John Harrison


John Harrison (Foulby, March 24, 1693 – March 24, 1776) was an English watchmaker, famous for having designed and put into operation the first high-precision marine chronometer, with which it was possible to determine the longitude accurately when long distances had been traveled. His main merit is to have solved the problem of longitude by using chronometers built by himself.

Few details are known of Harrison”s early years. It is known that he was born in Foulby, (Yorkshire), on March 24, 1693, being the first of the five siblings that there would eventually be in the family. John was the son of a humble carpenter and it is not surprising that already from the beginnings of his youth he showed serious indications of his great ability in building and understanding the operation of different machinery. Some biographers say that during an attack of smallpox at the age of six he had to stay in bed, and during this time he devoted himself to investigate and design clockwork mechanisms, researching a real machinery. Many authors put the story in doubt due to the humble character of Harrison”s family (clocks were very expensive and very scarce pieces).

The first watch

It can be said that for the first thirty years of his life he was a humble carpenter who went completely unnoticed. He finished his first pendulum clock in 1713 (before his twentieth birthday), and it is not known how he was able to get into such a project, let alone what previous knowledge he applied. This first clock can be seen today in a display case in the museum of the “Most Excellent Guild of Clockmakers” in Guildhall (London). The uniqueness of this clock is not that it was John”s first but that it was built entirely of oak and boxwood. Harrison later built two other wooden clocks, in 1715 and 1717.

The family

In 1718 he married Elizabeth Barrel “La Tifon” (10 years younger than him) and the following summer their first son was born. After this period of happiness his wife fell ill and died shortly after his son”s seventh birthday. After six months he remarried Elizabeth Scott, with whom he had two children: William, born in 1728, who was to be one of his staunchest supporters, and Elizabeth, born in 1732, of whom little is known except the date of her birth. His eldest son, born of his marriage to Elizabeth Barrel, died shortly after his 18th birthday.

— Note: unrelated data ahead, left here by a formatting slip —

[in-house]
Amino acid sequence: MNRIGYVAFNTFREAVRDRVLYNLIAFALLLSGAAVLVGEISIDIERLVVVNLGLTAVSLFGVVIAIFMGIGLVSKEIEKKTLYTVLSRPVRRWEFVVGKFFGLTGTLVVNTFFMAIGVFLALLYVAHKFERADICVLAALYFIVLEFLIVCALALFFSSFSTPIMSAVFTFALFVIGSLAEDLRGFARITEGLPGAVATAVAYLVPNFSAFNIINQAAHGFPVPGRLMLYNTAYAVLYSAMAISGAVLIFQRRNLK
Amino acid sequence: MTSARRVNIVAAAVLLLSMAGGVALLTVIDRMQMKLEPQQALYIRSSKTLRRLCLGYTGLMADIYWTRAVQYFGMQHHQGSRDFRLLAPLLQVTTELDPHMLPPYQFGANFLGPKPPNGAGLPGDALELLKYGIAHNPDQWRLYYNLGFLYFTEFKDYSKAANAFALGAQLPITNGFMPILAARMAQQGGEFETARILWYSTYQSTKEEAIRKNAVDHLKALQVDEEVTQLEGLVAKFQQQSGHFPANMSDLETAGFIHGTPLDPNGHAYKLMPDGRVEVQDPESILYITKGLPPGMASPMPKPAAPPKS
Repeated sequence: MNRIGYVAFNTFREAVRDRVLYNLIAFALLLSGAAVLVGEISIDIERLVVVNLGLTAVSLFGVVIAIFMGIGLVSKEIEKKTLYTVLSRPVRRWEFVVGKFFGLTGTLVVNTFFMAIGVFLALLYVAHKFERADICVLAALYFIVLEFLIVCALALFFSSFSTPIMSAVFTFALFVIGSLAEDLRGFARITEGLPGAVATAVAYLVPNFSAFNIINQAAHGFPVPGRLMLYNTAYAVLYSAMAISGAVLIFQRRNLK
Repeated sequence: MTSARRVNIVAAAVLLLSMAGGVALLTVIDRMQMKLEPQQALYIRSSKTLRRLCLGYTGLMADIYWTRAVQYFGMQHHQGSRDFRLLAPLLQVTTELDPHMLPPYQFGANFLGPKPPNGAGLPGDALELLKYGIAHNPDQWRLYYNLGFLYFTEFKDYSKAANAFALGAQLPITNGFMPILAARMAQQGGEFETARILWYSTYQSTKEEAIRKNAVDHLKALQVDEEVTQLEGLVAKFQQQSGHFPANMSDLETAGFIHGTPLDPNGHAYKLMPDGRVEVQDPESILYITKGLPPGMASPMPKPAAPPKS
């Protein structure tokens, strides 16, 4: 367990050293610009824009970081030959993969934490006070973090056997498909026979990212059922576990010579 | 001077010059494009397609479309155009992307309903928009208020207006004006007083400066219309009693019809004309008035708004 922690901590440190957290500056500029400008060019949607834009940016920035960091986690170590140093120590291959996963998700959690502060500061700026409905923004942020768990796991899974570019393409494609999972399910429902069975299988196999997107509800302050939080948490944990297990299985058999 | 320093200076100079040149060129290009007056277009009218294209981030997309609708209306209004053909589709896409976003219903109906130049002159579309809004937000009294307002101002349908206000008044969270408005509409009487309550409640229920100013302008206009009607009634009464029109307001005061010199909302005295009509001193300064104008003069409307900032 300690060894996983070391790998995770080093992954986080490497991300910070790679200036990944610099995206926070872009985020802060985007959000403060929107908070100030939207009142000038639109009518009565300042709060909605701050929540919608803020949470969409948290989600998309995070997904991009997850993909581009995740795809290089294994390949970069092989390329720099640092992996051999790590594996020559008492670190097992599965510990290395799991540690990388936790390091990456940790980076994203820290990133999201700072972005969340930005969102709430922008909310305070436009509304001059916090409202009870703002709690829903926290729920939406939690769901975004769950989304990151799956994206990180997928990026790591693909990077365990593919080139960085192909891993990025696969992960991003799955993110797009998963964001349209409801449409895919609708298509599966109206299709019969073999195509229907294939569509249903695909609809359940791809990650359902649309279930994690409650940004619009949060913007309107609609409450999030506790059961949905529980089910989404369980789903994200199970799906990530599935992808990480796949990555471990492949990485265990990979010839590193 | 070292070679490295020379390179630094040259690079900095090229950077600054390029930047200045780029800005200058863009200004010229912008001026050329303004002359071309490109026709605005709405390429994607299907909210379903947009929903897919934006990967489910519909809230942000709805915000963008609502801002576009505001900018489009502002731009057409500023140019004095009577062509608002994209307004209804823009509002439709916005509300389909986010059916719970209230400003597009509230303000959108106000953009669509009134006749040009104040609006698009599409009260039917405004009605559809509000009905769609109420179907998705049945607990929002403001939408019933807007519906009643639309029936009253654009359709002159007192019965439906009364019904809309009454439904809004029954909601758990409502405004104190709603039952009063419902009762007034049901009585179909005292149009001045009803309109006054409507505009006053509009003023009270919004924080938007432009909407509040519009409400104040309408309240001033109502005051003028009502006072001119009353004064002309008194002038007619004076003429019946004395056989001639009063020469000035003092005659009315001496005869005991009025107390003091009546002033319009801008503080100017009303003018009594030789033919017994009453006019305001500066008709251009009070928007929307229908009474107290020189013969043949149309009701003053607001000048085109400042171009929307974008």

Period as associate watchmaker

During the period from 1725 to 1727 he partnered with his brother James and they built case and grandfather clocks, almost all signed James, although there is no watchmaker today who has the slightest doubt about the actual authorship of these clocks. In this period Harrison invented the grill pendulums and the grasshopper escapement. In the first invention, the name of the grill comes from the frame shape of the pendulum that is composed of several parallel strips of different metals that manage to compensate for the dilatations caused by temperature changes; the final arrangement of the pendulum reminds that of a grill for roasting meat. The grasshopper escapement is named after the movements of the insect”s hind legs. The Harrison brothers spent their evenings checking the accuracy of their machines against the passing of the stars over the profiles of Barrow”s buildings, and mention that these clocks never made an error of more than one second (by way of comparison, the best pocket watches of the time were several dozen minutes late per day).

The problem of length

How the existence of the longitude problem could have come to Harrison is not known. It is quite possible that he heard it from a sailor in the nearby port of Hull, and it is also quite possible that he believed in his ability to solve it. By 1720 Harrison was already a famous clockmaker and Charles Pelham hired him to build a clock on the tower of his house in Brocklesby Park (this clock works today). The unusual thing about this clock is that it contains all the beginnings and trials of what would eventually become his most famous chronometers, capable of solving the problem of longitude.

Harrison was soon able to observe that there was little to increase the accuracy of a pendulum when it was subjected to the swaying of a ship sailing in a storm; he had to forget the idea of using pendulums. Harrison devised a plan and laid it before the Board of Longitude in London in 1730. By this time this institution was 15 years old and was constantly receiving mediocre and uninteresting applications. In London he visited Halley and later the watchmaker George Graham, who became his patron.

The famous series of watches

A conversation with watchmaker and instrumentalist George Graham catapulted Harrison into a series of technical trials on variants of clockwork machinery. It took him five years to come up with a design he briefly called H-1 (Harrison First), which ran on wooden gearwheels and looked unlike any watch ever seen before. The Harrison brothers made a trip down the Humber River to check that it was working properly and in 1735 it was delivered to George Graham, a sea expedition was called to Lisbon to test the accuracy of the machine and finally on June 30, 1737 the Council met (for the first time in 23 years) to examine the machinery. Harrison, instead of terminating his work, asked for more funds.